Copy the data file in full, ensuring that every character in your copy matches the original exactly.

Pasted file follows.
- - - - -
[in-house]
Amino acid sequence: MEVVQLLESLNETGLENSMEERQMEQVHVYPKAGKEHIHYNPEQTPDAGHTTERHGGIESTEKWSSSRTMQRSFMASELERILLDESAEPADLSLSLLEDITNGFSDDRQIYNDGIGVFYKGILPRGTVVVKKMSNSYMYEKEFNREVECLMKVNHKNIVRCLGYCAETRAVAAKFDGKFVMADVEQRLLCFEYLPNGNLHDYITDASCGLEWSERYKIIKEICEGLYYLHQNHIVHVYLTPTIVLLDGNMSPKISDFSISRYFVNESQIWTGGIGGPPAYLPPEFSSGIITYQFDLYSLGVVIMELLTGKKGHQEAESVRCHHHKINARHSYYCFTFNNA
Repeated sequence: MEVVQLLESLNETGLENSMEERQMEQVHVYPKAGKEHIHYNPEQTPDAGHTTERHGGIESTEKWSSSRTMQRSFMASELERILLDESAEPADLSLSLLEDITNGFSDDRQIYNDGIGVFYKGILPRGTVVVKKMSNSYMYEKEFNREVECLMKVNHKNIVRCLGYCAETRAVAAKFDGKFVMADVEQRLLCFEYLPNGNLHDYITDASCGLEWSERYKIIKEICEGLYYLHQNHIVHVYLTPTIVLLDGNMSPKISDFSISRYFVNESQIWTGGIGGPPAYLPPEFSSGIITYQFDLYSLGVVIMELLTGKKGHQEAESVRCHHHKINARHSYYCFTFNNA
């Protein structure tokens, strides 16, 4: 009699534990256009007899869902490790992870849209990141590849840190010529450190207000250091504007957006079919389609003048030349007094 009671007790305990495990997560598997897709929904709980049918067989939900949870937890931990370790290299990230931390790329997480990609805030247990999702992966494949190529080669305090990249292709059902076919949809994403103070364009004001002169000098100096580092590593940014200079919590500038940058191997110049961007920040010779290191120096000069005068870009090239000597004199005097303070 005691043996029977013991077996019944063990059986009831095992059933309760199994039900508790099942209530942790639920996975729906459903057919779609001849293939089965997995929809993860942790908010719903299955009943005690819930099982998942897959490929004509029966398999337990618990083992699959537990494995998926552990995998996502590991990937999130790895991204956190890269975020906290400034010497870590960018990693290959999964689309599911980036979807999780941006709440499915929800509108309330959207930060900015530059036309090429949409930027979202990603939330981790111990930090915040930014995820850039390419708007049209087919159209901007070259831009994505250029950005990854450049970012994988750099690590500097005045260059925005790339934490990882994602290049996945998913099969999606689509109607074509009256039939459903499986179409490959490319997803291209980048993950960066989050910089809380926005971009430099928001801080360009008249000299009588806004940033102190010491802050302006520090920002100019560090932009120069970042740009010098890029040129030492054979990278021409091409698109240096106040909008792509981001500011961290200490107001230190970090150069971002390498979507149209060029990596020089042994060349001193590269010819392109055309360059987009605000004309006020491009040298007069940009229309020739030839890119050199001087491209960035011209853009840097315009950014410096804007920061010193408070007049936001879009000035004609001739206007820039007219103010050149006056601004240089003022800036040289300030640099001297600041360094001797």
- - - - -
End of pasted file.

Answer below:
[in-house]
Amino acid sequence: MEVVQLLESLNETGLENSMEERQMEQVHVYPKAGKEHIHYNPEQTPDAGHTTERHGGIESTEKWSSSRTMQRSFMASELERILLDESAEPADLSLSLLEDITNGFSDDRQIYNDGIGVFYKGILPRGTVVVKKMSNSYMYEKEFNREVECLMKVNHKNIVRCLGYCAETRAVAAKFDGKFVMADVEQRLLCFEYLPNGNLHDYITDASCGLEWSERYKIIKEICEGLYYLHQNHIVHVYLTPTIVLLDGNMSPKISDFSISRYFVNESQIWTGGIGGPPAYLPPEFSSGIITYQFDLYSLGVVIMELLTGKKGHQEAESVRCHHHKINARHSYYCFTFNNA
Repeated sequence: MEVVQLLESLNETGLENSMEERQMEQVHVYPKAGKEHIHYNPEQTPDAGHTTERHGGIESTEKWSSSRTMQRSFMASELERILLDESAEPADLSLSLLEDITNGFSDDRQIYNDGIGVFYKGILPRGTVVVKKMSNSYMYEKEFNREVECLMKVNHKNIVRCLGYCAETRAVAAKFDGKFVMADVEQRLLCFEYLPNGNLHDYITDASCGLEWSERYKIIKEICEGLYYLHQNHIVHVYLTPTIVLLDGNMSPKISDFSISRYFVNESQIWTGGIGGPPAYLPPEFSSGIITYQFDLYSLGVVIMELLTGKKGHQEAESVRCHHHKINARHSYYCFTFNNA
């Protein structure tokens, strides 16, 4: 009699534990256009007899869902490790992870849209990141590849840190010529450190207000250091504007957006079919389609003048030349007094 009671007790305990495990997560598997897709929904709980049918067989939900949870937890931990370790290299990230931390790329997480990609805030247990999702992966494949190529080669305090990249292709059902076919949809994403103070364009004001002169000098100096580092590593940014200079919590500038940058191997110049961007920040010779290191120096000069005068870009090239000597004199005097303070 005691043996029977013991077996019944063990059986009831095992059933309760199994039900508790099942209530942790639920996975729906459903057919779609001849293939089965997995929809993860942790908010719903299955009943005690819930099982998942897959490929004509029966398999337990618990083992699959537990494995998926552990995998996502590991990937999130790895991204956190890269975020906290400034010497870590960018990693290959999964689309599911980036979807999780941006709440499915929800509108309330959207930060900015530059036309090429949409930027979202990603939330981790111990930090915040930014995820850039390419708007049209087919159209901007070259831009994505250029950005990854450049970012994988750099690590500097005045260059925005790339934490990882994602290049996945998913099969999606689509109607074509009256039939459903499986179409490959490319997803291209980048993950960066989050910089809380926005971009430099928001801080360009008249000299009588806004940033102190010491802050302006520090920002100019560090932009120069970042740009010098890029040129030492054979990278021409091409698109240096106040909008792509981001500011961290200490107001230190970090150069971002390498979507149209060029990596020089042994060349001193590269010819392109055309360059987009605000004309006020491009040298007069940009229309020739030839890119050199001087491209960035011209853009840097315009950014410096804007920061010193408070007049936001879009000035004609001739206007820039007219103010050149006056601004240089003022800036040289300030640099001297600041360094001797």